LSAT Test Prep Online: The essentials of the test

When imagining preparing for the LSAT, you’re far more likely to imagine spending lengthy hours hitting the books at a campus library than diagramming logic games on your tablet; however, due to the LSAT’s 2019 switch to a digital format and the COVID-19 pandemic, your LSAT test prep is almost certainly going to be online. This guide will walk you through what you need to know about LSAT test preparation, including LSAT registration, LSAT test dates, LSAT scoring, the format of the LSAT, and the new LSAT-Flex remote testing opportunity so you can go into your test with confidence.

LSAT Test Prep Online: Traditional vs. Flex

The LSAT format had been consistent for nearly 30 years—a pencil-and-paper administered test with four scored sections and one unscored experimental section in a random order—until its switch to a digital format in the summer of 2019. Unlike the GRE or the GMAT, however, it remains a more ‘traditional’ test in that it is not adaptive; that is, your performance on a given question or section has no bearing on the questions that follow.

Since the LSAT is one of the more difficult graduate school exams, focusing on logical reasoning skills that are rarely taught as part of a standard college curriculum, LSAT test prep tends to be extensive. Programs may last for six months or more and entail numerous timed practice tests, formal logic training as necessary, and significant time spent outside of session refining diagramming, logical forms, and critical reasoning.

The LSAT is defined by its rigor, pace, and random ordering of sections, and this is by design—that is to say, the format of the LSAT is integral to its difficulty. Simply by familiarizing yourself with the LSAT format, you are giving yourself a huge head-start in the LSAT test prep process.

LSAT Test Prep Online: Traditional LSAT Format

Traditionally, the LSAT has consisted of the following sections, presented in a random order:

One Reading Comprehension Section

  • 27 questions
  • 35 minutes
  • 4 passages

One Analytical Reasoning Section (i.e., Logic Games)

  • 23 questions
  • 35 minutes
  • 4 games

Two Logical Reasoning Sections (i.e., Arguments)

  • 25 or 26 questions
  • 35 minutes

Experimental Section

In addition, the LSAT includes one experimental section pulled from any of the above types. This experimental section is designed to pretest questions and new question-types. Part of the difficulty of the LSAT is due to this section, which is indistinguishable from one of the scored sections. Testers will only know which section type was experimental, as it will appear one more time than it should (e.g., two analytical reasoning sections, or three logical reasoning sections). Since the experimental portion cannot be distinguished from the actual scored portions of the exam, all sections must be treated as if they count toward the overall score.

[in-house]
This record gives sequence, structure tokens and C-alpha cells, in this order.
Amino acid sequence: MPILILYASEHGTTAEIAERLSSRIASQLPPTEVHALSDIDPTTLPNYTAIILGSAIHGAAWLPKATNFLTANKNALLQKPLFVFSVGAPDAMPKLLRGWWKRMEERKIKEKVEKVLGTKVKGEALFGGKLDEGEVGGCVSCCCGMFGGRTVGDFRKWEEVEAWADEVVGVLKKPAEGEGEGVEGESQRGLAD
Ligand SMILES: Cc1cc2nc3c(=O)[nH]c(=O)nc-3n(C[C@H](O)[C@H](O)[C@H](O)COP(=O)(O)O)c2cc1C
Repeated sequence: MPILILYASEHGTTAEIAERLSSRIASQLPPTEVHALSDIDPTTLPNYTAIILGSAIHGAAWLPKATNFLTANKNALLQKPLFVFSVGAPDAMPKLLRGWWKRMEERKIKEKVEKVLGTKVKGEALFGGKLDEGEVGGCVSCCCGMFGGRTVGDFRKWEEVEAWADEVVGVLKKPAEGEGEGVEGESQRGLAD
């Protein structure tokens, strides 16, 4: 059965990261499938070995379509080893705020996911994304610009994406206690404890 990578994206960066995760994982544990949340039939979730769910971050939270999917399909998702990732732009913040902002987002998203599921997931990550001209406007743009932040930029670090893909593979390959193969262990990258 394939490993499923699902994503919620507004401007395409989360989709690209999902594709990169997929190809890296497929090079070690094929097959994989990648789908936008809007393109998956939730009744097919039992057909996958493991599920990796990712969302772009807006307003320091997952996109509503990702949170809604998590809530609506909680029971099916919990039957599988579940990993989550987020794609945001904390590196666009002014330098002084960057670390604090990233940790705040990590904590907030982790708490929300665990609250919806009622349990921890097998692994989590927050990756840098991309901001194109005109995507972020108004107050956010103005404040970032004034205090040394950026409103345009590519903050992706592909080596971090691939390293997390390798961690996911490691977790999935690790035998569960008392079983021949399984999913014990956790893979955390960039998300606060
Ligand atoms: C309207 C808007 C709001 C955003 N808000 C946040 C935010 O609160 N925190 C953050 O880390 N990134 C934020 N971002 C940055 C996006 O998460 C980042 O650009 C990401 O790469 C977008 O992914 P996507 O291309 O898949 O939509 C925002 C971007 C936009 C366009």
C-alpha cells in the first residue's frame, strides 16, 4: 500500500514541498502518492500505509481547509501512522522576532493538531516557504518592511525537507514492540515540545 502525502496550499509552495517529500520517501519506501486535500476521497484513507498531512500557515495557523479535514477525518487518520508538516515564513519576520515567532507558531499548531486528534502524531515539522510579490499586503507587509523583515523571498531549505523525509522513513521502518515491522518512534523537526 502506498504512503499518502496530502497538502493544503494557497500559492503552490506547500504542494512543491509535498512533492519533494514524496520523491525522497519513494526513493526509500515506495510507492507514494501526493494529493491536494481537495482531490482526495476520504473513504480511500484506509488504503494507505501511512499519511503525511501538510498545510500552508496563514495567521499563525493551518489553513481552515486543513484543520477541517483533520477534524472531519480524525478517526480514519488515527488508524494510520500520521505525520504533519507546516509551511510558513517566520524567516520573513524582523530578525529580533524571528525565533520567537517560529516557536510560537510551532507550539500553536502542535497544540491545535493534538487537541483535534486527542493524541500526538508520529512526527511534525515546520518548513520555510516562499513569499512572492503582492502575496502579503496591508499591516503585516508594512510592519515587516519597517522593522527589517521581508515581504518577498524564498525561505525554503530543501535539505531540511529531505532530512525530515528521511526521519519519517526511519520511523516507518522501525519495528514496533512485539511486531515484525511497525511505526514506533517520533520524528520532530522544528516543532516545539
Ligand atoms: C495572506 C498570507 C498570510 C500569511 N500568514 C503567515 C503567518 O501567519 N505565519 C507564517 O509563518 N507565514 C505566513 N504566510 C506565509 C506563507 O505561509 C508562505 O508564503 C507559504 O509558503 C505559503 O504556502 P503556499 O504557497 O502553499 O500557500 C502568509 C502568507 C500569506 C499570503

Writing Sample

Finally, there is the unscored writing sample, which takes the form of a pro-con argumentative essay based on a given prompt. As of June 2019, this section is administered separately at a time of the test-taker’s choosing. While it is not scored, it must be completed in order to get your score report, and it is made available to all schools to which a test-taker applies.


Due to the COVID-19 pandemic, the LSAT format has gone through some additional changes. Enter the LSAT-Flex, a remotely proctored exam that pares the LSAT down to its bare essentials. First administered in May of 2020, the LSAT-Flex removed one of the Logical Reasoning sections and the experimental section, leaving the test-taker with a three-section test.

In mid-2021, the LSAC announced that the LSAT-Flex would drop the “Flex” designation and become the default version of the test until at least June 2022, pending developments with COVID-19. (For the purposes of this article, however, we’ll generally continue to refer to the remote, shortened LSAT as the LSAT-Flex in order to differentiate it from the “standard” version of the test.) The now-semi-permanent version of the LSAT-Flex reintroduces the unscored experimental section, with the end result being a four-section test with a 10-minute break between Sections 2 and 3.

Timing remains the same for the remaining sections, and the writing sample must still be completed at a separate time before a score report can be generated. The LSAT-Flex has the same scale as the traditional LSAT.